In Pride and Prejudice, by Jane Austen, and Our Mutual Friend, by Charles Dickens, two proposals, despite their few effective lines, end up being horrendously uneffective. In the first, William Collins proposes to Elizabeth Bennett, and in the latter, Bradley Headstone-his last name, which he will need after he dies from the painful embarrassment of his rejection- proposes to Lizzie Hexam. What makes a marriage proposal successful is a display of commitment, intimacy, and passion- though not too much or too little of any one factor! A lack of one or more of these factors, which both proposals are guilty of, will lead the proposer down the path of one of the main struggles of wooing: rejection.
In Jane Austen’s novel, Sense and Sensibility she discusses feminism through the challenges women may face in marriage. Austen’s portrayal of her characters Elinor and Marianne demonstrate the struggles and pressures women face. These challenges can be seen through primogeniture, Elinor and Marianne’s approach to love and marriage, and a man’s ability to ruin or help women.
Jane Austen’s Romanticism in Pride and Prejudice The four marriages Through the novel Pride and Prejudice, we can see that Jane Austen, besides of mainly concentrating on modeling the characters Elizabeth and Darcy and portraying the complicated love and marriage between them; also pays much attention to depicting many other roles and three other marriages. In each of these marriages, properties, status, love, beautiful appearance exert different influence and these four marriages are combinations for profit, for moral, for lust and for love. Firstly, let’s come to see the marriage for profit. In this novel, Mr. Collins and Charlotte Lucas is the first couple.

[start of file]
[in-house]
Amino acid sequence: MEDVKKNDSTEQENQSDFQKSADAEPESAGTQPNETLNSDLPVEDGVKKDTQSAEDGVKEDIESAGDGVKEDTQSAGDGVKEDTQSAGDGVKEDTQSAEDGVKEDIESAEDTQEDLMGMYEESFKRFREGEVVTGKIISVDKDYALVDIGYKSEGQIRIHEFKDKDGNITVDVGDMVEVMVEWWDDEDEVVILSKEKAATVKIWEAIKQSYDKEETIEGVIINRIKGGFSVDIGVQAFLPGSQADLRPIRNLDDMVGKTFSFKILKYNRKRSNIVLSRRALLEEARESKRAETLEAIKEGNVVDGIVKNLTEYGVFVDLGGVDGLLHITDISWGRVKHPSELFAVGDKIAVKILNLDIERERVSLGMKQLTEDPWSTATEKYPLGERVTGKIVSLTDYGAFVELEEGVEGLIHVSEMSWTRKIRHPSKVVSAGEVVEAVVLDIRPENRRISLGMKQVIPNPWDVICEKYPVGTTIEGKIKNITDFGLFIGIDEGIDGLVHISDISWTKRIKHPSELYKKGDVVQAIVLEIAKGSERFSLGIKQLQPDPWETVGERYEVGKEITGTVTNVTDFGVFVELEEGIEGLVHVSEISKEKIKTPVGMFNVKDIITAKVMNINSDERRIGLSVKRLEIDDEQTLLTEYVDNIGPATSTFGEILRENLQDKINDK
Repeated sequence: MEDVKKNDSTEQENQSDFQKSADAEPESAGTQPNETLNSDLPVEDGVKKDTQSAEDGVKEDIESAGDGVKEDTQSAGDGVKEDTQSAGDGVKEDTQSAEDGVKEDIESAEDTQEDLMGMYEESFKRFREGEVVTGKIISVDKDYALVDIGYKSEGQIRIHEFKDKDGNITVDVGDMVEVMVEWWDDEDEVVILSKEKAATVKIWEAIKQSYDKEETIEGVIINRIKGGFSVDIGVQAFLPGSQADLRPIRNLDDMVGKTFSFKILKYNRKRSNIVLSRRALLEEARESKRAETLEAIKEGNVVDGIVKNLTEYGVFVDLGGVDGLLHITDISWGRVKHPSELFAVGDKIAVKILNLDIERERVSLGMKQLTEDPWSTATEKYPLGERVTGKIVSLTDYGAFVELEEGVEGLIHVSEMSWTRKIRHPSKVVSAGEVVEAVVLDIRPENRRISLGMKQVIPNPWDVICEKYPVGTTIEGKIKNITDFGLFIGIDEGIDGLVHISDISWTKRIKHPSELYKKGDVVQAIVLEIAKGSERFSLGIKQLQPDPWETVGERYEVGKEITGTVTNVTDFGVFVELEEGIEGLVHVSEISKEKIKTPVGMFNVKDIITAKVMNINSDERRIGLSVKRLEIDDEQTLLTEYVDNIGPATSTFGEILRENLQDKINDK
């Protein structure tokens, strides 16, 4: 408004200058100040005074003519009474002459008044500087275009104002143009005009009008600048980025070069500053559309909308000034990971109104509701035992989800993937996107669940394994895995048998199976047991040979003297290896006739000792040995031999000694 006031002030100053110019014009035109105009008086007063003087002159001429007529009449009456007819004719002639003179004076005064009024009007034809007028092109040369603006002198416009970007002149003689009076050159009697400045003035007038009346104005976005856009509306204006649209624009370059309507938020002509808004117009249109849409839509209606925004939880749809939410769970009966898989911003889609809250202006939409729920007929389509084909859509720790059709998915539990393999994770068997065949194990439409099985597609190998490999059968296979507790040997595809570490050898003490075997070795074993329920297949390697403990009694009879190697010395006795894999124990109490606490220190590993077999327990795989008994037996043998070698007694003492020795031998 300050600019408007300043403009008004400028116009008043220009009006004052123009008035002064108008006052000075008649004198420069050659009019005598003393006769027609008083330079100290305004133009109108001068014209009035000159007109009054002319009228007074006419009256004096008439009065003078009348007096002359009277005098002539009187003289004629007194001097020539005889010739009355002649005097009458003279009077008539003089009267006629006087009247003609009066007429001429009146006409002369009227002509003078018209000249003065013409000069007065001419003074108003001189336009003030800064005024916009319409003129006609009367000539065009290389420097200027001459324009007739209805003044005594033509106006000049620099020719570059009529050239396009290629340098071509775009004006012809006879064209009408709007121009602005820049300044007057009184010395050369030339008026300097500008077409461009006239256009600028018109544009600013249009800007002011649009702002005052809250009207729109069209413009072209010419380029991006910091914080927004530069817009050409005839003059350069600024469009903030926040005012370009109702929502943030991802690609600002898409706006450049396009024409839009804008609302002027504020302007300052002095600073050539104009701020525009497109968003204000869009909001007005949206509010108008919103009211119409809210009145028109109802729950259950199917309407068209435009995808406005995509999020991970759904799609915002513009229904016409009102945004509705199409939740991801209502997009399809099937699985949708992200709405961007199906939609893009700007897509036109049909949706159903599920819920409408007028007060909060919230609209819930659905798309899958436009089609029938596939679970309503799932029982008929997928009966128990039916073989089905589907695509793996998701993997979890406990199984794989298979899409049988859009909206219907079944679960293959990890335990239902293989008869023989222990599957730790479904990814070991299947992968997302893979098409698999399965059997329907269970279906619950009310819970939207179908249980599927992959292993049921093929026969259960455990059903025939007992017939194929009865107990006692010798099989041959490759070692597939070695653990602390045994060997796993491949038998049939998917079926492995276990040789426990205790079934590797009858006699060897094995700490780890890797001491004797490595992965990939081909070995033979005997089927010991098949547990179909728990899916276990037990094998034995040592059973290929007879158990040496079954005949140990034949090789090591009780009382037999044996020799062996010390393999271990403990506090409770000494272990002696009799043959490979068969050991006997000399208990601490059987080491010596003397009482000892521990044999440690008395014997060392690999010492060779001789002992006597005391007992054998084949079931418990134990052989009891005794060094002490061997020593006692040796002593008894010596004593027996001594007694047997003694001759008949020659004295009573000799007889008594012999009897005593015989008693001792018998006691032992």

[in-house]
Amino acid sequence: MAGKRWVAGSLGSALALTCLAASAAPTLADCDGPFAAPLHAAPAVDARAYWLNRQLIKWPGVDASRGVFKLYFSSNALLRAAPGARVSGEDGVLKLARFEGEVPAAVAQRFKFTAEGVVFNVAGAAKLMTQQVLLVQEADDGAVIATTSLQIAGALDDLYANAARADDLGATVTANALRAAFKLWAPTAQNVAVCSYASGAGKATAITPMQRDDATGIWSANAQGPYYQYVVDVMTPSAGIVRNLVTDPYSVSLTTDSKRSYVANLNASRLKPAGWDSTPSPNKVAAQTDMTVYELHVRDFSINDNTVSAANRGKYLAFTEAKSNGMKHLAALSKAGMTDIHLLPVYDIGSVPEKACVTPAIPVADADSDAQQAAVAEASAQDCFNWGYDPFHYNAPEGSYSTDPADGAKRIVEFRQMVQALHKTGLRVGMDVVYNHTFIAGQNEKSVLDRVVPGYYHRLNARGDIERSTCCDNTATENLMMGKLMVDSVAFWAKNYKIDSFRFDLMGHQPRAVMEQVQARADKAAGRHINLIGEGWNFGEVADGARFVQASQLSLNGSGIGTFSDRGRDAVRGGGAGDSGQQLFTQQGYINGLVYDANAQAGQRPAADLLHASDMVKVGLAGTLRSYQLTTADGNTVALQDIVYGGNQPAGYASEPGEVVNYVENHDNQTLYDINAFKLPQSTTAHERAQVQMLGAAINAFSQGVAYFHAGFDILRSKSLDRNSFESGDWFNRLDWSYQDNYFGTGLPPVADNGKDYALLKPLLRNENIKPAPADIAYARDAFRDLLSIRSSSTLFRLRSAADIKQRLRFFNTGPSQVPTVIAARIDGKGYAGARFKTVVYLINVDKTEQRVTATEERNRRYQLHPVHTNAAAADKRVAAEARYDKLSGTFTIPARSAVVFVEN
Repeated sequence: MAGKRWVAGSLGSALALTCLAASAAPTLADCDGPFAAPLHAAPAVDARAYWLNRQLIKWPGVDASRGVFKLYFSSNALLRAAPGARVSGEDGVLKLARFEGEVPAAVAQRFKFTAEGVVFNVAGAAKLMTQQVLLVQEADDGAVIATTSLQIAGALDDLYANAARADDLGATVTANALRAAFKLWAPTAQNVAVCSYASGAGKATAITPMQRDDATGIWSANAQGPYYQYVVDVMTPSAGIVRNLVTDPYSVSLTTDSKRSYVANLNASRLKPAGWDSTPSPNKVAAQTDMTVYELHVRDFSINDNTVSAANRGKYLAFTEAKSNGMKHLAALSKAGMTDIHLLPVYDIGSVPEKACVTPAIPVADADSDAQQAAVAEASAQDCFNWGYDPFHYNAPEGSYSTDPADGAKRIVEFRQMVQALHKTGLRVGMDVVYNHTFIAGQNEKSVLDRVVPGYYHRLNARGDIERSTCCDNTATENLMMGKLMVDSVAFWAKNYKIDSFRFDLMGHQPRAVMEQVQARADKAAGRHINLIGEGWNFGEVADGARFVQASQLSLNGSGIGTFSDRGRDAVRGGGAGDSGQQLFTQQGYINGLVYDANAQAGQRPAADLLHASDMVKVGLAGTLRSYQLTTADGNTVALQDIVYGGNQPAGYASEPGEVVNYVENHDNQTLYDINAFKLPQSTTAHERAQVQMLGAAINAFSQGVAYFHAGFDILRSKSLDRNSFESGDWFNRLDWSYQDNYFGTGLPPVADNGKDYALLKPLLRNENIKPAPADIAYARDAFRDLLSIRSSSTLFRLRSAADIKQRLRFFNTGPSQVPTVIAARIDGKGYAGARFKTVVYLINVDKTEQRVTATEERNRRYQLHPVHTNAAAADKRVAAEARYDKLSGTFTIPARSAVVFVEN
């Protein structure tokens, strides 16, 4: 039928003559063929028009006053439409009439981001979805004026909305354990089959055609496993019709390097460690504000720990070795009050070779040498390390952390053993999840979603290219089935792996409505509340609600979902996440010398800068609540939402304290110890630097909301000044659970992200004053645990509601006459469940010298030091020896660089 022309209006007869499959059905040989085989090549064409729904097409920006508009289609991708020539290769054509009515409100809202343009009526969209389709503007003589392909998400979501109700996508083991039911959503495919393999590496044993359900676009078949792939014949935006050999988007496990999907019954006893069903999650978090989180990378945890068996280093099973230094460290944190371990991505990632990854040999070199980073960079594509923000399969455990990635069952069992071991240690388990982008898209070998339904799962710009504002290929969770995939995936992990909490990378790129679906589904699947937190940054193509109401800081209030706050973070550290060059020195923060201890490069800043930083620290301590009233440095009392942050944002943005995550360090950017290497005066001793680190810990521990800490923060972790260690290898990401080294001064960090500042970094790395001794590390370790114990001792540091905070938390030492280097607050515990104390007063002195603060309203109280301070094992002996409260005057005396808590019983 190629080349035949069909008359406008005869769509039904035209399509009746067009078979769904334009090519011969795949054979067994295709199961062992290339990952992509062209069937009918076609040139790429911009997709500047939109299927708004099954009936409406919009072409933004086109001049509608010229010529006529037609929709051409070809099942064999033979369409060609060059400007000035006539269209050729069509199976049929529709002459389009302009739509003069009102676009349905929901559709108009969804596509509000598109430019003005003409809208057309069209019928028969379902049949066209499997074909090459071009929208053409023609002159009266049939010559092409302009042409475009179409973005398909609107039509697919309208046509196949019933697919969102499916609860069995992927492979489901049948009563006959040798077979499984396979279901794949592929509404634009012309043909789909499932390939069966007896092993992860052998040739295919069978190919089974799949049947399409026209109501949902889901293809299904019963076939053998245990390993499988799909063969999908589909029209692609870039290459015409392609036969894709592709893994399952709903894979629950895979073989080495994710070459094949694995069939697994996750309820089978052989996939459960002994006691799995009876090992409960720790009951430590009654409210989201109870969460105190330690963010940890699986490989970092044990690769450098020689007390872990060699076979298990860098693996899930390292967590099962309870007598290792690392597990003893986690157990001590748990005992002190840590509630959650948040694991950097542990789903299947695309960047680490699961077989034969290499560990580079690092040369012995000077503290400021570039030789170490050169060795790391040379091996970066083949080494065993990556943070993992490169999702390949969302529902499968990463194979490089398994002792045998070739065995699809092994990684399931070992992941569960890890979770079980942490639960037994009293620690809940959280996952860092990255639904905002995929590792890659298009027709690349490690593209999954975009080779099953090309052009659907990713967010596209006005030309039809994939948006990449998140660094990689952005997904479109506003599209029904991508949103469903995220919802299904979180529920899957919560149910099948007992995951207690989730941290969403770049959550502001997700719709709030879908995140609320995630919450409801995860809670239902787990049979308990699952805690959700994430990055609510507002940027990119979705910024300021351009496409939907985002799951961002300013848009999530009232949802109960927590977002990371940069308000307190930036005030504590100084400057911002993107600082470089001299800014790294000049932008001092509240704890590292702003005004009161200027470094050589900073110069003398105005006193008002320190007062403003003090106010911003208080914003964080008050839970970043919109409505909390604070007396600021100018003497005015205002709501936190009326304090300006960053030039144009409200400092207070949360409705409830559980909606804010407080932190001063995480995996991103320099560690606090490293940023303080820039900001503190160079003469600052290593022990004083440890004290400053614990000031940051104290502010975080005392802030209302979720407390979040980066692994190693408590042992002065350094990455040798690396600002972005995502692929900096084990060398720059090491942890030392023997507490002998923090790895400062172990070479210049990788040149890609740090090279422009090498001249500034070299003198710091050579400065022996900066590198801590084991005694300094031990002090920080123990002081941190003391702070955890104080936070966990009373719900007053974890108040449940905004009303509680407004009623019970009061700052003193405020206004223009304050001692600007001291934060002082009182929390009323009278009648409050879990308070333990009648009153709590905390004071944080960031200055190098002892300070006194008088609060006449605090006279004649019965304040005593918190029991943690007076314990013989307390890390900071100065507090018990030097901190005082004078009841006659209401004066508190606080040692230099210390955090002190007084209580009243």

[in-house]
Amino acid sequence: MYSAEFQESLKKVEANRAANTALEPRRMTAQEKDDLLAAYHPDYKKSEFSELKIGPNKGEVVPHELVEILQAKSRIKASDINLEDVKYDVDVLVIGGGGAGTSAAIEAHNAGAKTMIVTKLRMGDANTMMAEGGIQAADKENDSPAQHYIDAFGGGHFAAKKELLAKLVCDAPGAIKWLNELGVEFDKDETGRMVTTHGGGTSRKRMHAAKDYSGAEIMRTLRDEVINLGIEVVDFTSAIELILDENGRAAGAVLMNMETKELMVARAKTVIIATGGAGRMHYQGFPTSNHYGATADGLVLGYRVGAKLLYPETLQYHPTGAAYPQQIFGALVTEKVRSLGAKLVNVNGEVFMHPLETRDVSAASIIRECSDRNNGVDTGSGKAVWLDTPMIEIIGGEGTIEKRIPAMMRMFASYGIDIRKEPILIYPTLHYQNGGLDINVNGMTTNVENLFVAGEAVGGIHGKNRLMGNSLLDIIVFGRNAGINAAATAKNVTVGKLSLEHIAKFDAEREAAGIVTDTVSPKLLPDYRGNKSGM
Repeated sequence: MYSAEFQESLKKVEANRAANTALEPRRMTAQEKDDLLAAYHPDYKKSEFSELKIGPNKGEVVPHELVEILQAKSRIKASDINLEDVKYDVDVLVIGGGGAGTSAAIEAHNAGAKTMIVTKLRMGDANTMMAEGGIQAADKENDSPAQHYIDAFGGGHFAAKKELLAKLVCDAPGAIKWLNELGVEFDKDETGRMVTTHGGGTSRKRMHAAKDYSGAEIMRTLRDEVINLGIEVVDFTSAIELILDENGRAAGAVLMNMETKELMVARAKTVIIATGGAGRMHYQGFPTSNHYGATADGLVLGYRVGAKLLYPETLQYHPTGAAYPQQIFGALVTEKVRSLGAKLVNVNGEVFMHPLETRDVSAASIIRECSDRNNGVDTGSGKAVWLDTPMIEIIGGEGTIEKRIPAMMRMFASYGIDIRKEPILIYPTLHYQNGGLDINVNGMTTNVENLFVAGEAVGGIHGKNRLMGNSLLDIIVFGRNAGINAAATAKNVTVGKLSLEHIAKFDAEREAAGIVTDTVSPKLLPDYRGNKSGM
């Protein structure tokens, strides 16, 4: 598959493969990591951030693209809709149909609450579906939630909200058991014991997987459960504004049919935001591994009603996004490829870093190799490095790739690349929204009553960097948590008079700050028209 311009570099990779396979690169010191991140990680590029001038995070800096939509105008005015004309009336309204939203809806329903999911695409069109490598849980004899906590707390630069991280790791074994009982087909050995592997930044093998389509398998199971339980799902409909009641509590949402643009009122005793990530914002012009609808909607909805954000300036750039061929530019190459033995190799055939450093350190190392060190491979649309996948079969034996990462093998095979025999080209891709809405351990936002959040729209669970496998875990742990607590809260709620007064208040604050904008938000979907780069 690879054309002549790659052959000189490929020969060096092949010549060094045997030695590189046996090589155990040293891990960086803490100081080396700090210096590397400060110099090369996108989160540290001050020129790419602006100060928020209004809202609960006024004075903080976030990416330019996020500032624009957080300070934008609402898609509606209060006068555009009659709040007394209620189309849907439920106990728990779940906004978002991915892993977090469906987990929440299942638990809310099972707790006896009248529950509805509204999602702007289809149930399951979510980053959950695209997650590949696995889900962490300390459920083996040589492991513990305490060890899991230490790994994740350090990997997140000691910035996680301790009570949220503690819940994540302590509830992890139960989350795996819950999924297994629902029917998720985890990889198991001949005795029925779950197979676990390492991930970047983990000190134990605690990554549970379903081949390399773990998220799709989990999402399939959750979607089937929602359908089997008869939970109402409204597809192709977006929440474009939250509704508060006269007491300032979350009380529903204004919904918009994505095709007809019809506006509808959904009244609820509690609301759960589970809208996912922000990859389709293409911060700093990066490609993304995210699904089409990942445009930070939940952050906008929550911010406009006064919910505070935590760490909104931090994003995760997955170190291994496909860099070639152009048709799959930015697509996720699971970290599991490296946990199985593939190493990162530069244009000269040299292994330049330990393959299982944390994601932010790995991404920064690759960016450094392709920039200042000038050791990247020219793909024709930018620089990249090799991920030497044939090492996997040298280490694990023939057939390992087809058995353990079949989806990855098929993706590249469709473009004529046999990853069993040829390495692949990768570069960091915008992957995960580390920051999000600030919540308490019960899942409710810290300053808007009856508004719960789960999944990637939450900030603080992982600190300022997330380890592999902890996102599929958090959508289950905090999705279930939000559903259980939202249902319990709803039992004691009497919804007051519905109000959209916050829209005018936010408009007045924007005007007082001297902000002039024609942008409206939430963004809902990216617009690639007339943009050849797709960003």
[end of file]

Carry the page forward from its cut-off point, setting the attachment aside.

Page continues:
Austen uses syntax to further emphasize the rehearsed awkwardness of Mr. Collins’ proposal. She utilizes longwinded and wordy sentences with many commas. An example of this is the quote, “But the fact is, that being, as I am, to inherit this estate after the death of your honoured father (who, however, may live many years longer), I could not satisfy myself without resolving to choose a wife from among his daughters, that the loss to them might be as little as possible, when the melancholy event takes place—which, however, as I have already said, may not be for several years.” This sentence is comprised of seventy-two words, and sounds unnatural when read aloud. The length of Mr. Collins’ speech alone, when compared to Elizabeth’s syntax, is intended to show their incompatibility.